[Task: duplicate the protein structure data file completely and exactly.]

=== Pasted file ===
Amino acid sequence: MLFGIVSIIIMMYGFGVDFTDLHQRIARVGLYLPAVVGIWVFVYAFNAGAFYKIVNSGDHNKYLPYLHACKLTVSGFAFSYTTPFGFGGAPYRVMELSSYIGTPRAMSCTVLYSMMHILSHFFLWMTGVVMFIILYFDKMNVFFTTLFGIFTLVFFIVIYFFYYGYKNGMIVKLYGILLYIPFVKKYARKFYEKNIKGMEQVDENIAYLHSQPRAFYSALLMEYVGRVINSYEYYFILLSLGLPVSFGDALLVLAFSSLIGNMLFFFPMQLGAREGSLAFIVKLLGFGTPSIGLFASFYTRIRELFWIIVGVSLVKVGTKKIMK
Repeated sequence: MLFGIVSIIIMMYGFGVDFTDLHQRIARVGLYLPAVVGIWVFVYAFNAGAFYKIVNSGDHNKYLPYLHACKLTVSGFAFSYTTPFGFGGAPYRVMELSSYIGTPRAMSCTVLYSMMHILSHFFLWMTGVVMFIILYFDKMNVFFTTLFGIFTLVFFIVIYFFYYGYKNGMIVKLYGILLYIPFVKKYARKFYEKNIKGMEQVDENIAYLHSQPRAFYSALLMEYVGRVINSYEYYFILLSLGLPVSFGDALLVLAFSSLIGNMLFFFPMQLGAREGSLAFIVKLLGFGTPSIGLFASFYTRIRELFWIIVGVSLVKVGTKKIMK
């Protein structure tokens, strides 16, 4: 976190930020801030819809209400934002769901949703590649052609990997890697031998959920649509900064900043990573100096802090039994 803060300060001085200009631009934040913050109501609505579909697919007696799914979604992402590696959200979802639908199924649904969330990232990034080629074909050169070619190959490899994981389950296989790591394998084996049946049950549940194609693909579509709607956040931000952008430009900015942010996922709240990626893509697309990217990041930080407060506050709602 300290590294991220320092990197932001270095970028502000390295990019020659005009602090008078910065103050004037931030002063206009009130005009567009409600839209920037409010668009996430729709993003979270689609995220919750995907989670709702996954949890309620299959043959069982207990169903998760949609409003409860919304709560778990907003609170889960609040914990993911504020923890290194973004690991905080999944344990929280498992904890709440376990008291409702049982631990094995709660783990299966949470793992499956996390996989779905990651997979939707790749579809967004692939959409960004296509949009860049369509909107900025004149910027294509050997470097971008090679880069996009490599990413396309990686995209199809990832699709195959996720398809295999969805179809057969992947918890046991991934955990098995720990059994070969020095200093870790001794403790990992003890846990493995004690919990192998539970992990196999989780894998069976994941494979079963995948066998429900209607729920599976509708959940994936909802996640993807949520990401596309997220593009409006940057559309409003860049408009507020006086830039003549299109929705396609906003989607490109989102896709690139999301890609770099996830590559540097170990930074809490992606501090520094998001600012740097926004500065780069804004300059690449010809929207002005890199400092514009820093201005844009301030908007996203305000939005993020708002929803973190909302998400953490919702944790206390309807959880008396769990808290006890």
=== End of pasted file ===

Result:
Amino acid sequence: MLFGIVSIIIMMYGFGVDFTDLHQRIARVGLYLPAVVGIWVFVYAFNAGAFYKIVNSGDHNKYLPYLHACKLTVSGFAFSYTTPFGFGGAPYRVMELSSYIGTPRAMSCTVLYSMMHILSHFFLWMTGVVMFIILYFDKMNVFFTTLFGIFTLVFFIVIYFFYYGYKNGMIVKLYGILLYIPFVKKYARKFYEKNIKGMEQVDENIAYLHSQPRAFYSALLMEYVGRVINSYEYYFILLSLGLPVSFGDALLVLAFSSLIGNMLFFFPMQLGAREGSLAFIVKLLGFGTPSIGLFASFYTRIRELFWIIVGVSLVKVGTKKIMK
Repeated sequence: MLFGIVSIIIMMYGFGVDFTDLHQRIARVGLYLPAVVGIWVFVYAFNAGAFYKIVNSGDHNKYLPYLHACKLTVSGFAFSYTTPFGFGGAPYRVMELSSYIGTPRAMSCTVLYSMMHILSHFFLWMTGVVMFIILYFDKMNVFFTTLFGIFTLVFFIVIYFFYYGYKNGMIVKLYGILLYIPFVKKYARKFYEKNIKGMEQVDENIAYLHSQPRAFYSALLMEYVGRVINSYEYYFILLSLGLPVSFGDALLVLAFSSLIGNMLFFFPMQLGAREGSLAFIVKLLGFGTPSIGLFASFYTRIRELFWIIVGVSLVKVGTKKIMK
């Protein structure tokens, strides 16, 4: 976190930020801030819809209400934002769901949703590649052609990997890697031998959920649509900064900043990573100096802090039994 803060300060001085200009631009934040913050109501609505579909697919007696799914979604992402590696959200979802639908199924649904969330990232990034080629074909050169070619190959490899994981389950296989790591394998084996049946049950549940194609693909579509709607956040931000952008430009900015942010996922709240990626893509697309990217990041930080407060506050709602 300290590294991220320092990197932001270095970028502000390295990019020659005009602090008078910065103050004037931030002063206009009130005009567009409600839209920037409010668009996430729709993003979270689609995220919750995907989670709702996954949890309620299959043959069982207990169903998760949609409003409860919304709560778990907003609170889960609040914990993911504020923890290194973004690991905080999944344990929280498992904890709440376990008291409702049982631990094995709660783990299966949470793992499956996390996989779905990651997979939707790749579809967004692939959409960004296509949009860049369509909107900025004149910027294509050997470097971008090679880069996009490599990413396309990686995209199809990832699709195959996720398809295999969805179809057969992947918890046991991934955990098995720990059994070969020095200093870790001794403790990992003890846990493995004690919990192998539970992990196999989780894998069976994941494979079963995948066998429900209607729920599976509708959940994936909802996640993807949520990401596309997220593009409006940057559309409003860049408009507020006086830039003549299109929705396609906003989607490109989102896709690139999301890609770099996830590559540097170990930074809490992606501090520094998001600012740097926004500065780069804004300059690449010809929207002005890199400092514009820093201005844009301030908007996203305000939005993020708002929803973190909302998400953490919702944790206390309807959880008396769990808290006890």